Diets low in fat and sugar are ‘just as effective as statins in reducing the risk of heart attacks’
A healthy diet is just as effective as statins in reducing the risk of cardiovascular disease, scientists found.
The daily pills – which cost less than 6p a day – offer the same amount of protection as a diet low in salt, fat and sugar, a study claims.
Both lower the levels of low-density lipoprotein cholesterol (LDL-C) in the blood which helps to prevent strokes, heart attacks and heart disease.
[NOTE: What you are about to read is great – as far as diets goes – but BEWARE of the push for the pills. ~ Ed.]
But despite the findings, statins should still be issued as the number one therapy, experts say.
Researchers from Harvard University reviewed 49 previous trials which had more than 312,000 participants combined. They noted 39,645 major vascular events had occurred and nine different interventions were used to lower LDL-C.
These therapies were then split into four groups, depending on how they worked to reduce LDL-C levels.
The authors found interventions which regulate cholesterol levels – such as statins – help to lower risks for cardiovascular events.
Each 1-mmol/L reduction in LDL-C was associated with a 23 per cent reduction in the risk of strokes or heart attacks.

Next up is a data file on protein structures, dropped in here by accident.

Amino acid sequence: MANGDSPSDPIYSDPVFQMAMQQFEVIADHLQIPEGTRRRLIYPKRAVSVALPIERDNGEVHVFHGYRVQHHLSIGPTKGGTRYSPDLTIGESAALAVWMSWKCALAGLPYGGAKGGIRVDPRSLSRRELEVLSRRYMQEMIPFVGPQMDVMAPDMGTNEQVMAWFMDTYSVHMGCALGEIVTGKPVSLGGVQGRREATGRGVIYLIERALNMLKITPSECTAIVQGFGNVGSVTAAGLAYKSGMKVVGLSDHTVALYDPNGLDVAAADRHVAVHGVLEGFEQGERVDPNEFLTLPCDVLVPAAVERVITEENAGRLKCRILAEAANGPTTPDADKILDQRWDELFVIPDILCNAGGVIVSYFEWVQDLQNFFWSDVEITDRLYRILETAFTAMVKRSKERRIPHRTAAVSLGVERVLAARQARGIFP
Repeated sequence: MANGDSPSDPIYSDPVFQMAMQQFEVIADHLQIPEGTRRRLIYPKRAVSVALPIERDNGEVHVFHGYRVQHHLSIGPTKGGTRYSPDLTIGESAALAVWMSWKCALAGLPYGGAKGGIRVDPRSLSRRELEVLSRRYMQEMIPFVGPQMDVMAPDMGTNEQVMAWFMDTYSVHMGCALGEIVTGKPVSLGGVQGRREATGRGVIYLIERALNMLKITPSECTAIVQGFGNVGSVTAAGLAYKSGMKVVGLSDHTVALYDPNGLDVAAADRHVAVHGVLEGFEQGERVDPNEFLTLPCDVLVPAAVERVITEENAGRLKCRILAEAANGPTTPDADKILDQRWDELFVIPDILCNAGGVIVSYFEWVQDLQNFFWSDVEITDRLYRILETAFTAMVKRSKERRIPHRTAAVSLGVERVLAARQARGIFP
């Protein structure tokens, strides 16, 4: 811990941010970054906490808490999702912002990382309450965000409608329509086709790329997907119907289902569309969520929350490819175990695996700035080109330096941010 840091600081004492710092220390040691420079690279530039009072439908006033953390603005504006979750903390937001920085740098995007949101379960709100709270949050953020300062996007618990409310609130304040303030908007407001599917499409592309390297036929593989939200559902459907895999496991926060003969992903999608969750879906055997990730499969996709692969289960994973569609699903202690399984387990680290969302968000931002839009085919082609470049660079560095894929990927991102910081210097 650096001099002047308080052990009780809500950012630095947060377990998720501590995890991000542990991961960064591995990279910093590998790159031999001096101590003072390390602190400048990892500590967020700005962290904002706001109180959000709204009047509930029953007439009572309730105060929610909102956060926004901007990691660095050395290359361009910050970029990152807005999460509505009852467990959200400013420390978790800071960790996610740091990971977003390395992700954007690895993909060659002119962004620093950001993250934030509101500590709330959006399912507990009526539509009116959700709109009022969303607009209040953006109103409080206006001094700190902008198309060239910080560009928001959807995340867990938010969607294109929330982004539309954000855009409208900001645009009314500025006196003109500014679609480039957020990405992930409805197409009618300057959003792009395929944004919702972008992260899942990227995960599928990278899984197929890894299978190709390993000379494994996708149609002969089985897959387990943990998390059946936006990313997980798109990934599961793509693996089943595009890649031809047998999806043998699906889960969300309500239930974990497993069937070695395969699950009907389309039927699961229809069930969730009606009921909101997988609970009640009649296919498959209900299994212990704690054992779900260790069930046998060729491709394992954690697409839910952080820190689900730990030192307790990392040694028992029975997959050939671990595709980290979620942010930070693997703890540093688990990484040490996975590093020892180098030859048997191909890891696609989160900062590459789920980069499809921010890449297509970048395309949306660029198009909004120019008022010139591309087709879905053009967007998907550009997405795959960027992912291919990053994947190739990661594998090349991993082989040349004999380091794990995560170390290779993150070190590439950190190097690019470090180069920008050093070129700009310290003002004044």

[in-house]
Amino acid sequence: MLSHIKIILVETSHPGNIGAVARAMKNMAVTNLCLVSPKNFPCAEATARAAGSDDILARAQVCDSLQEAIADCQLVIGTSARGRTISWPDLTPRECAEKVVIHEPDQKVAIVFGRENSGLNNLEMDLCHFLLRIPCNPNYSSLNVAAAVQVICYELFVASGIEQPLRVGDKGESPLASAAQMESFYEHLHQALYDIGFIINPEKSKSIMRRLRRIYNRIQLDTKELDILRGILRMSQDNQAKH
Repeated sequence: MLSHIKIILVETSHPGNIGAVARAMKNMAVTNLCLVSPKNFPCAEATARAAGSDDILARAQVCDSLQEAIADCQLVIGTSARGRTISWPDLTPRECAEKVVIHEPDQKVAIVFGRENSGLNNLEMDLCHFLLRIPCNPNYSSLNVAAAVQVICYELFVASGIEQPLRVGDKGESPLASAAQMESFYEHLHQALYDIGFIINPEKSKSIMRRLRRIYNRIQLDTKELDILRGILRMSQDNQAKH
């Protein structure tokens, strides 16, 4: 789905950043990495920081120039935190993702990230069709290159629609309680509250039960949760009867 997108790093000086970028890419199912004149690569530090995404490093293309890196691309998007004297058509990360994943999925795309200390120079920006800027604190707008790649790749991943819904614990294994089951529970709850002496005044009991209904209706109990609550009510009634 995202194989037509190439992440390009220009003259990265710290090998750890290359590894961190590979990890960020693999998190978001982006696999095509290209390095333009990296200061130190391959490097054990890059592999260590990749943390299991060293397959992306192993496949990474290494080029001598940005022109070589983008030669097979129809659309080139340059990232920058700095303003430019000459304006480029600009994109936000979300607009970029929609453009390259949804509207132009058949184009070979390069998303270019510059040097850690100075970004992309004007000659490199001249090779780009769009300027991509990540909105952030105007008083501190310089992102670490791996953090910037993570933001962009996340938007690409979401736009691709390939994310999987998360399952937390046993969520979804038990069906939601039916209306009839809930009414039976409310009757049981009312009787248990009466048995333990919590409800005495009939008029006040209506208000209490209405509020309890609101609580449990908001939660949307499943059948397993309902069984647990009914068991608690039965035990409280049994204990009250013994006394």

While non-statin therapies – such as a healthy diet – reduced the risk of heart problems by 25 per cent for each 1-mmol/L decrease in LDL-C levels.
Lead researcher Dr Marc Sabatine said: ‘The implications of these results deserve careful consideration in light of the strength of the available trial evidence for different types of therapies.’
But he said statins should remain the first-line therapy because of their low cost and proven benefit.
The study was published in the Journal of the American Medical Association.
This comes after research earlier this month found statins prevent at least 80,000 heart attacks and strokes in the UK every year.
Researchers from Oxford University said even more could be avoided if patients were given the cheap daily pills.
Statins have been linked to severe muscle pain, type 2 diabetes, kidney damage, liver failure and even death in recent years.
Written by Stephen Matthews for The Daily Mail ~ September 28, 2016.
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